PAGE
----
The Center for Nonviolent Solutions is a non-profit organization that provides education and resources to help people in the Worcester area to understand nonviolence and peacemaking as a way of life and to reject the use of violence in resolving conflict. The Center teaches middle school and high school students how to resolve conflicts peacefully through mutual respect, empathy cultivation, active listening and peer mediation. The Center also provides training in peacebuilding skills to teachers and youth workers, and provides instruction in the history of successful nonviolent movements in the modern world.
Suggested donation: $20 for adults. $10 for students.
Late September and early October were busy times at the Center. On September 26 and October 3, staff members met with Clark University Master of Arts in Teaching (MAT) students working at Claremont Academy and gave brief presentations on peace education. On September 27 and October 4, we hosted an introductory training in peace education at 901 Pleasant Street, open to anyone in the Worcester community who teaches or works with young people.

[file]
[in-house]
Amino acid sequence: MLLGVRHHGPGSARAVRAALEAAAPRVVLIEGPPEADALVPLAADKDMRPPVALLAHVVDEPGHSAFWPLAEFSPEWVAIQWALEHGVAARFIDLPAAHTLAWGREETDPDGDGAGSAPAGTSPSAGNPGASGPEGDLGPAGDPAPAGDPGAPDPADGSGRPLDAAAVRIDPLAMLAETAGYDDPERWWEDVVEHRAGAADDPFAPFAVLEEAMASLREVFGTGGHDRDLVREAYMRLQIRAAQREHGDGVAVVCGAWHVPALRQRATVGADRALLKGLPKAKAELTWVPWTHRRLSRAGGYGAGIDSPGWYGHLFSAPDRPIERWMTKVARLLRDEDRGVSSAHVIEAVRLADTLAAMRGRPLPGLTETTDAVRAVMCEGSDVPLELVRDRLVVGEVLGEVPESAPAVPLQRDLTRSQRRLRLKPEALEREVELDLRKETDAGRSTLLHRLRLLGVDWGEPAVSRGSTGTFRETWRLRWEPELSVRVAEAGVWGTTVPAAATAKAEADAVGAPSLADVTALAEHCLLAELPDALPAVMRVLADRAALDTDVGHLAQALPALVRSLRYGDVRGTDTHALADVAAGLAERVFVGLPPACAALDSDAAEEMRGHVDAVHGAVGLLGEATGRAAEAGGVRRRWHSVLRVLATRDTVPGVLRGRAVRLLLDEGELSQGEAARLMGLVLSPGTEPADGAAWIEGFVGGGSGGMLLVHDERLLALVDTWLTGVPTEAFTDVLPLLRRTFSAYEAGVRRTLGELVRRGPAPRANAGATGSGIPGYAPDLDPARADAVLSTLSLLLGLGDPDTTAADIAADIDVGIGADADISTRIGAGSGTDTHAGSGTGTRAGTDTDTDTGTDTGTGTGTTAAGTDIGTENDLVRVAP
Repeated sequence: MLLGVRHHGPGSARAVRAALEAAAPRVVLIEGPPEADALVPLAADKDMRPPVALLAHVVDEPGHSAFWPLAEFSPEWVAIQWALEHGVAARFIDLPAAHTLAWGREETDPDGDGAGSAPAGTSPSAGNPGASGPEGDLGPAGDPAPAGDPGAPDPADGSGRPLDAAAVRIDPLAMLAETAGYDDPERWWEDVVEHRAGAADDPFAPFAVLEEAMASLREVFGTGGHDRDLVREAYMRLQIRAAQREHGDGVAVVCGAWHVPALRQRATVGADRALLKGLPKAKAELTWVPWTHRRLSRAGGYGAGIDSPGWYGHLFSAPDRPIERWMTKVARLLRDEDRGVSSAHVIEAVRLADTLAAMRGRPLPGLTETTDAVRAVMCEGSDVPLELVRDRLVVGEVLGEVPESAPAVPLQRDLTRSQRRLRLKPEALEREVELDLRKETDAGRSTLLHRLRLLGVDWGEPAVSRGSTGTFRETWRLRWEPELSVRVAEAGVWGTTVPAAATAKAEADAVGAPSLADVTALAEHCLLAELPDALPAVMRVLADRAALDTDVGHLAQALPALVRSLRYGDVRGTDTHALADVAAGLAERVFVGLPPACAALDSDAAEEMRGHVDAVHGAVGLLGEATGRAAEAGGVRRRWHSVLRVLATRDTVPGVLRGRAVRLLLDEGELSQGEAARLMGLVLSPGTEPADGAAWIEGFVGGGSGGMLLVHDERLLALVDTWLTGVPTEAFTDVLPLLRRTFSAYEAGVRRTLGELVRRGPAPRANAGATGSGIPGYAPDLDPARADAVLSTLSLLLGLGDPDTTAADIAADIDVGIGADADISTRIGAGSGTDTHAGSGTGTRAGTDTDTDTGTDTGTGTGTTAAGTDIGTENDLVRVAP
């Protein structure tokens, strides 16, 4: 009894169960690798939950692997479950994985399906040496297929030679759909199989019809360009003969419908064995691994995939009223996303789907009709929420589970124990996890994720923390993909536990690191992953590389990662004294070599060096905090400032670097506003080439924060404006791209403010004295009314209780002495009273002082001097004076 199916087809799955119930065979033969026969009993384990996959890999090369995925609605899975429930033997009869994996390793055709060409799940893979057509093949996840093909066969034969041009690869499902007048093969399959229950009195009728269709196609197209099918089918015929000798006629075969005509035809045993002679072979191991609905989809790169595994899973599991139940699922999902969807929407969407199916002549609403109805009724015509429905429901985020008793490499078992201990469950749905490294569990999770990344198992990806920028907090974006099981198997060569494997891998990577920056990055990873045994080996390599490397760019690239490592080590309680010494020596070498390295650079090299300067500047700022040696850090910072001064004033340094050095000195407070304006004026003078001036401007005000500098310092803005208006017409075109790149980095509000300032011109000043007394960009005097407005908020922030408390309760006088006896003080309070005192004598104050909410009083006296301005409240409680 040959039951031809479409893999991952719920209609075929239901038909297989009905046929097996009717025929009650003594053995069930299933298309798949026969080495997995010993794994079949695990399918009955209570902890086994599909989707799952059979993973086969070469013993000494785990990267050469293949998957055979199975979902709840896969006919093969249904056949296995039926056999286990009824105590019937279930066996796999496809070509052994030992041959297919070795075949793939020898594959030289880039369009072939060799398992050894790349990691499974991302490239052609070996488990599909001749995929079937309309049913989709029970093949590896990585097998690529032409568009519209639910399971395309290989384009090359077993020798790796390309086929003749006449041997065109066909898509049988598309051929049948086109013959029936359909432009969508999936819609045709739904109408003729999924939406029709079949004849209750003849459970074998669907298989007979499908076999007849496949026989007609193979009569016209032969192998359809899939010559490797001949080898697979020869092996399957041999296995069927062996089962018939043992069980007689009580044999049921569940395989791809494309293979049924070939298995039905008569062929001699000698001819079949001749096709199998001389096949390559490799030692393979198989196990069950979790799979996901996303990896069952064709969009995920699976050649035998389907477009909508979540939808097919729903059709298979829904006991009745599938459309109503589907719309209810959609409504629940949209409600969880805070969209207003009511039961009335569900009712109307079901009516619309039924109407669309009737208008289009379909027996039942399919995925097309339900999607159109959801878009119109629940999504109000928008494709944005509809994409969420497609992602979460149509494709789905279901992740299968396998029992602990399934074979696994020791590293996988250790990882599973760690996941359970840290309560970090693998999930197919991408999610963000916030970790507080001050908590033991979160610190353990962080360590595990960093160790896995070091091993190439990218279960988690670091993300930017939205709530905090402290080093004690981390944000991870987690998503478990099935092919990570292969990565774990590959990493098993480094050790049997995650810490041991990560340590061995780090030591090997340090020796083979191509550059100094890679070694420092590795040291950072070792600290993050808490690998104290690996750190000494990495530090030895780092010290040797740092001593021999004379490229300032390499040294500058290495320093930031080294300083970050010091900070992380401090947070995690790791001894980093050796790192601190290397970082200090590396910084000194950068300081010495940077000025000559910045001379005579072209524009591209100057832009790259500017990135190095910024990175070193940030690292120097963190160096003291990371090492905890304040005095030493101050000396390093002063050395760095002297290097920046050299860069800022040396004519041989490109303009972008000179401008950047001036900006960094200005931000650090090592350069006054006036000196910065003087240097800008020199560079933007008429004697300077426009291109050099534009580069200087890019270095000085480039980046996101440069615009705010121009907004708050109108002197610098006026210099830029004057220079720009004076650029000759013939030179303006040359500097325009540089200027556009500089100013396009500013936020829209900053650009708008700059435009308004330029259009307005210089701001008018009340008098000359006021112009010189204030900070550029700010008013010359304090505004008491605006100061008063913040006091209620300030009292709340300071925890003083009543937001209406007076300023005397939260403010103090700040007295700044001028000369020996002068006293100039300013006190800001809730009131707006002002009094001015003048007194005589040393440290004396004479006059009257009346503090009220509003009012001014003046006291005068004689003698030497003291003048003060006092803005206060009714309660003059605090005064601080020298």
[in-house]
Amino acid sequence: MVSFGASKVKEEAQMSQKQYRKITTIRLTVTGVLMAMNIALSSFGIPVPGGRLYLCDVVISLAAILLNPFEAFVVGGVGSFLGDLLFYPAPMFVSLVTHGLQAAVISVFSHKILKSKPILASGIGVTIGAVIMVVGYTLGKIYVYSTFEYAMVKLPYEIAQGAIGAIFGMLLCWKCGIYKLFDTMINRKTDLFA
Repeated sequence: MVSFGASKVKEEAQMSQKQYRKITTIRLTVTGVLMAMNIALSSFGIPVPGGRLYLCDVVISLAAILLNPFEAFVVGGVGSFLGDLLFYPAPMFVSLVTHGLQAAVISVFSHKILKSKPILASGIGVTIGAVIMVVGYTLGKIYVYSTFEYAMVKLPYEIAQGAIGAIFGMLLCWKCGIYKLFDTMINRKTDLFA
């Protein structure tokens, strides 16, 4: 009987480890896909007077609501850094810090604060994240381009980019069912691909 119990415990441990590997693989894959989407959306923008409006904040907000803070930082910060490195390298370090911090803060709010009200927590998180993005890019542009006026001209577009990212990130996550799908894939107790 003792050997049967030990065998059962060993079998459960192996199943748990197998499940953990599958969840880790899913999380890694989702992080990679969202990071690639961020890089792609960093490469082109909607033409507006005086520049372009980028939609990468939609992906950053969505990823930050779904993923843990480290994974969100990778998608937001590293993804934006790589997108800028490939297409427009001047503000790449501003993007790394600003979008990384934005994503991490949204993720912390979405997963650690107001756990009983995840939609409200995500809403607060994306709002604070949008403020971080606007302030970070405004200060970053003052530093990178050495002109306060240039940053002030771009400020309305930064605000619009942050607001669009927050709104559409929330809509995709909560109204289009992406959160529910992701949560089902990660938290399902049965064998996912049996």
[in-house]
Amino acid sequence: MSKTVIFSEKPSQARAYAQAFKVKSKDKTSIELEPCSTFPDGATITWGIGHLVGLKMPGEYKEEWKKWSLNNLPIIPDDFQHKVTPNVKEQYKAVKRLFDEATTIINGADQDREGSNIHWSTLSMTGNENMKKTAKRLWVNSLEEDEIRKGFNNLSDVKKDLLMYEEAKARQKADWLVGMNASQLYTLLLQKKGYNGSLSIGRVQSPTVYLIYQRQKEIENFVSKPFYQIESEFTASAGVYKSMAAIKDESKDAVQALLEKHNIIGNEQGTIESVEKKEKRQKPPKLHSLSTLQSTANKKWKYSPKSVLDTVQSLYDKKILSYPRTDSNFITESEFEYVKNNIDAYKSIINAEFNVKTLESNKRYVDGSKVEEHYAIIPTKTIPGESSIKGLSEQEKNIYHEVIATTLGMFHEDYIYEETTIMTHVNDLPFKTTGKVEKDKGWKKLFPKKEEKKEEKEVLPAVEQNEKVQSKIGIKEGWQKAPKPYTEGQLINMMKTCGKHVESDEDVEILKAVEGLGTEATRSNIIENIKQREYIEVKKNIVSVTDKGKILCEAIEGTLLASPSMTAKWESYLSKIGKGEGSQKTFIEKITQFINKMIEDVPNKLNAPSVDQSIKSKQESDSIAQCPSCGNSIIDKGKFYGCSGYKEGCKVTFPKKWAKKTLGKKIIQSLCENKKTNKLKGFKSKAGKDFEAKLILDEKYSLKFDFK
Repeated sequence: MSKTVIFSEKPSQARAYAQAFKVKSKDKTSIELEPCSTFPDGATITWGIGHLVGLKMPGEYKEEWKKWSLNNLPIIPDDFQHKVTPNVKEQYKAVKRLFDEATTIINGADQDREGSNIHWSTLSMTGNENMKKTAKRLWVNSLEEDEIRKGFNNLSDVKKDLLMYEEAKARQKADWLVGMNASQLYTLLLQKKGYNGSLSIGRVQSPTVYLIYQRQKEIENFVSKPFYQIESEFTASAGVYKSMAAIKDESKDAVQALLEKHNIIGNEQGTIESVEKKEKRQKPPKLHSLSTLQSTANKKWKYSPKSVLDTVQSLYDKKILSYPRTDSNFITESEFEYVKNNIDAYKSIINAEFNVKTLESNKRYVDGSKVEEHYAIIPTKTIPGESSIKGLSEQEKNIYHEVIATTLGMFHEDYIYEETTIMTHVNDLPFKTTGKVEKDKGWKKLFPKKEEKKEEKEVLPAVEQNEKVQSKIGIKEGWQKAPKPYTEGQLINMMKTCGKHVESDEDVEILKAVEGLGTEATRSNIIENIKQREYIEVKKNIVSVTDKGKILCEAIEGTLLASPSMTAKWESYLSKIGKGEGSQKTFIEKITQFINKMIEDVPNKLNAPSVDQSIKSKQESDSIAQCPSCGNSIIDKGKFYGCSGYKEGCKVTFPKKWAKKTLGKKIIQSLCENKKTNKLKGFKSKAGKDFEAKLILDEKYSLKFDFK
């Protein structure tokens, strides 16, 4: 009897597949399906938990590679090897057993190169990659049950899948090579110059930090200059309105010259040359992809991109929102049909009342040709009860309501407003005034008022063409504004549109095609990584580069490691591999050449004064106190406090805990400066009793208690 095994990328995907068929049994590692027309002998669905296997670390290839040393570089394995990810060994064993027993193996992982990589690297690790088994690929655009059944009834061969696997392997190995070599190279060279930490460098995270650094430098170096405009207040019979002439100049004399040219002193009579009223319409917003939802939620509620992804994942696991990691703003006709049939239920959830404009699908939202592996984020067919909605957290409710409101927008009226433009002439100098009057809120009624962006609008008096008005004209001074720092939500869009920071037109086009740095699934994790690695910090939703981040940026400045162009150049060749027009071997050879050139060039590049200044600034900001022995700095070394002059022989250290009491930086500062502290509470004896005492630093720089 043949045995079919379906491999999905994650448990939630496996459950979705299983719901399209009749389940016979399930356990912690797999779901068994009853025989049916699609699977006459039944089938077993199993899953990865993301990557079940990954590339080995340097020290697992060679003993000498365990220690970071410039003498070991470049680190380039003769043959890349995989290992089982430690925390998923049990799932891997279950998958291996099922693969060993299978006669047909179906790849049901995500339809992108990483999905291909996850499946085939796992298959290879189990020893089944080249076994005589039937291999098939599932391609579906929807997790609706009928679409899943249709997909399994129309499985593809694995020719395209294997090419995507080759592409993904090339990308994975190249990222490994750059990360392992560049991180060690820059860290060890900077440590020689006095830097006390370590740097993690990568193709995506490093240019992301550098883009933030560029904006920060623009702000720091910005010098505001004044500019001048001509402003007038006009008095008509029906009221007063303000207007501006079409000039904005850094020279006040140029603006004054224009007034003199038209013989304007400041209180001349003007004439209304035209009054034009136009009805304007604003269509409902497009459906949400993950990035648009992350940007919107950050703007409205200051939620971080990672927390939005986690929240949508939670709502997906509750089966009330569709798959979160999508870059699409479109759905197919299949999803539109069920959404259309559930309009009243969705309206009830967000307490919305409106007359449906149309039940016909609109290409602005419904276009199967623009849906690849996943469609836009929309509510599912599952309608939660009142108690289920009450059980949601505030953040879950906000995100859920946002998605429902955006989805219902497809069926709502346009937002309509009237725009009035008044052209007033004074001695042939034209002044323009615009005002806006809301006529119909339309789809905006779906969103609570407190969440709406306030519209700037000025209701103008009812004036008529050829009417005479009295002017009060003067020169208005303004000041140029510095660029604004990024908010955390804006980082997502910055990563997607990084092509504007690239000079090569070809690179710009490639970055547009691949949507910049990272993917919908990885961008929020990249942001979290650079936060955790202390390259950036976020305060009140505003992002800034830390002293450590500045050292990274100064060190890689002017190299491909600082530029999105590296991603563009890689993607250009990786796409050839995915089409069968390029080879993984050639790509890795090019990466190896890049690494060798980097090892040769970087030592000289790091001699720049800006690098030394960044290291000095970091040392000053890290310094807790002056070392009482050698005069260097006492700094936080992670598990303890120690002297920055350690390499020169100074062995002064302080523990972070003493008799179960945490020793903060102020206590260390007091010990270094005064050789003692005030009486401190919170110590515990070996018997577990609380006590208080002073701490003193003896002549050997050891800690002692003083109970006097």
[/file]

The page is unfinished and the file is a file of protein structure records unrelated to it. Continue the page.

At the community training, participants were introduced to the basics of peace education, including sequential processes for resolving conflicts nonviolently, mindfulness activities, and nonviolent histories.
At the first session, Rose Koerner, of Clark University, discussed mindfulness activities she did with children in fifth grade as a teacher/researcher at Worcester’s Goddard Elementary School. Claire Schaeffer-Duffy and Dan Margolis began the evening with a “cocktail party,” an exercise that encouraged community building among attendees and also helped build active listening skills. The evening ended with stories of youth peacebuilders, including those opposing the projected South Dakota pipeline.
At the second session, participants were given some “brass tacks” tools to use with their youth, including the Conflict Escalator and the CLEAR method of conflict resolution. Participants agreed that they wanted to continue meeting informally, to hear talks on strategies for peace- building with youth, share experiences, and enjoy each other’s company.